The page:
Regine Pernoud, the highly acclaimed French medieval historian, and author of best-selling titles on Joan of Arc and Hildegard of Bingen, as well as the book Those Terrible Middle Ages, presents an enlightening biography of one of France’s most revered saints, and a man whose impact on France, and Europe, continues to this day. Martin of Tours lived in the 4th century, at that great turning point in history when the Roman Empire fell and the Church took charge in the West. He left a successful career in the military life to become a monk, and later a Bishop who traveled extensively, evangelizing the countryside and creating that particular sort of community life in a village that is now called a “parish”. More than four hundred towns and some four thousand parishes in France are named after St. Martin. The term “chapel” is derived from the actual church where pilgrims venerate Martin’s “cape” or cloak. Martin of Tours was a servant of the common man, as well as the nobility, and a very humble man who responded to the needs of his times and opened up vast perspectives for ordinary, everyday life. Given the crisis of the Christian Faith now facing France and all of Europe, the story of this soldier and great apostle and Christian evangelist is a timely one indeed.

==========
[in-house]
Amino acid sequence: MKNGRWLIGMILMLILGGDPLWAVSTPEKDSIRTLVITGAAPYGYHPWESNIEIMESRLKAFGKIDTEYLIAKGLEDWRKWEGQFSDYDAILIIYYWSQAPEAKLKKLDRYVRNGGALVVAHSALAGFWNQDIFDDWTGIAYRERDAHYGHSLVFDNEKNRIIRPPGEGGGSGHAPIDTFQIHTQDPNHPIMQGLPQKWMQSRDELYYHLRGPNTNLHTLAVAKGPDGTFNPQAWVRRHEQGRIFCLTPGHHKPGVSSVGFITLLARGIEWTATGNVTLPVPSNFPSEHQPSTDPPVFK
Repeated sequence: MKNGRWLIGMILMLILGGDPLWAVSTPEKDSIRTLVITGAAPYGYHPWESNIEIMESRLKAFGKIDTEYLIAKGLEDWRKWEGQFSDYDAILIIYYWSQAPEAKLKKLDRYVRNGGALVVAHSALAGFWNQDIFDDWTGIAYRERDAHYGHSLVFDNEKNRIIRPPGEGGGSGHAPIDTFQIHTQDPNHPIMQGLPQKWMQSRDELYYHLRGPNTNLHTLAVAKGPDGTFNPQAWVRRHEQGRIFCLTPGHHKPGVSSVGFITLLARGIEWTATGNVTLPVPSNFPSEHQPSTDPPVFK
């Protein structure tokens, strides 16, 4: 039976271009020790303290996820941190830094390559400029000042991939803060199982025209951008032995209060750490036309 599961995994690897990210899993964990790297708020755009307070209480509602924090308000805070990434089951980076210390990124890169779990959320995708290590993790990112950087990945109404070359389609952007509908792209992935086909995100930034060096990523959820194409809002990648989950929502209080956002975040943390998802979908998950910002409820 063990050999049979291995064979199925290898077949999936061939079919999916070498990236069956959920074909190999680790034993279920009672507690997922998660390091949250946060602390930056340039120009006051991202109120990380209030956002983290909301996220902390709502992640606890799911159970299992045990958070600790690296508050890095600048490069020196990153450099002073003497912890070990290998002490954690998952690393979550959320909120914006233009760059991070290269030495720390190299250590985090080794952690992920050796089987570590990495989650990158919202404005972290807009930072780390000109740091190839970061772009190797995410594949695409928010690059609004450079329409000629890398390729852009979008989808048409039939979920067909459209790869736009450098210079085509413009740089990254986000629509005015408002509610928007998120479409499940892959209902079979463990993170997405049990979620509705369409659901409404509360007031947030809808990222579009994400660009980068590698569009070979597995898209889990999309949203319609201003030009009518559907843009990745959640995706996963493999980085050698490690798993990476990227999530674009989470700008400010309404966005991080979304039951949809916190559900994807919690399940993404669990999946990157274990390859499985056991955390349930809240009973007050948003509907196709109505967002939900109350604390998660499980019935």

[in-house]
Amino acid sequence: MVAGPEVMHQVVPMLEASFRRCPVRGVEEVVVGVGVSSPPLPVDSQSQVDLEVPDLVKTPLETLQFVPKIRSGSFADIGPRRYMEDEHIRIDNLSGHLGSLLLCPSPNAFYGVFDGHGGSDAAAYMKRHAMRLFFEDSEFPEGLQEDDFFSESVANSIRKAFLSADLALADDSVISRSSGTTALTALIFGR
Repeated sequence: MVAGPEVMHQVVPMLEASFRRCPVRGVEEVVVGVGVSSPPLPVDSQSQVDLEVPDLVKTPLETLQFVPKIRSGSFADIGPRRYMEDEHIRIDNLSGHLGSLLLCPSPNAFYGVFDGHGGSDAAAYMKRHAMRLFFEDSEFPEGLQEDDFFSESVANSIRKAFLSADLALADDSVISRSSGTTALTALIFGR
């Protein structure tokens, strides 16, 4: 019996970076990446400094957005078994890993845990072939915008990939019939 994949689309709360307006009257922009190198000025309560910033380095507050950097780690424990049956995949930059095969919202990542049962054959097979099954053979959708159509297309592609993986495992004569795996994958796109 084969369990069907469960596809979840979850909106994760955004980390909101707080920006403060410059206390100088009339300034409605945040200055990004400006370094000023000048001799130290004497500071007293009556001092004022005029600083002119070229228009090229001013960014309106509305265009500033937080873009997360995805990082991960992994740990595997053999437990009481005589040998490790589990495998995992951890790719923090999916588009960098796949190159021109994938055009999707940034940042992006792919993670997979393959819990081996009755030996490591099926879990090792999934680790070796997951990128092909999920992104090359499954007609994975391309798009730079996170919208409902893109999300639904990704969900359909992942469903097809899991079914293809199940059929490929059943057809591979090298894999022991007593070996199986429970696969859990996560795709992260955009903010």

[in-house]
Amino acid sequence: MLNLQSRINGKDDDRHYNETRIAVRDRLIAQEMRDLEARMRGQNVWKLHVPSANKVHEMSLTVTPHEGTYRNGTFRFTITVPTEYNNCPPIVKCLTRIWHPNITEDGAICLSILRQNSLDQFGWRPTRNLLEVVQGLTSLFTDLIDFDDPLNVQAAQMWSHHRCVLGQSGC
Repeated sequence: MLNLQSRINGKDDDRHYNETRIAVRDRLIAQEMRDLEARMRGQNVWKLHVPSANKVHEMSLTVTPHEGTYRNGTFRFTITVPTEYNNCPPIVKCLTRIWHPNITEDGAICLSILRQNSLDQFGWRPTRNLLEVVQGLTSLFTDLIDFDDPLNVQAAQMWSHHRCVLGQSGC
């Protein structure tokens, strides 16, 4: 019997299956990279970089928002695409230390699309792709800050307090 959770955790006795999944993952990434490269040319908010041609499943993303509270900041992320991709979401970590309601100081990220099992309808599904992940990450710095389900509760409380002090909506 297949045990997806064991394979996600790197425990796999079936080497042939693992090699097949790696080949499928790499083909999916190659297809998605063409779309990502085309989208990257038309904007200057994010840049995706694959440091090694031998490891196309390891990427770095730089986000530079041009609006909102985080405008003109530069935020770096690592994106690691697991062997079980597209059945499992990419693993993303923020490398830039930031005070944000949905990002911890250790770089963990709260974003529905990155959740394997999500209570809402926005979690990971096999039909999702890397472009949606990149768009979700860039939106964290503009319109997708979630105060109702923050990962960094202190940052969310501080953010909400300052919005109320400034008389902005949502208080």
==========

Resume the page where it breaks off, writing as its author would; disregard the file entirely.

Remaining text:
Ignatius Press, 2006. Softcover, 199 pp.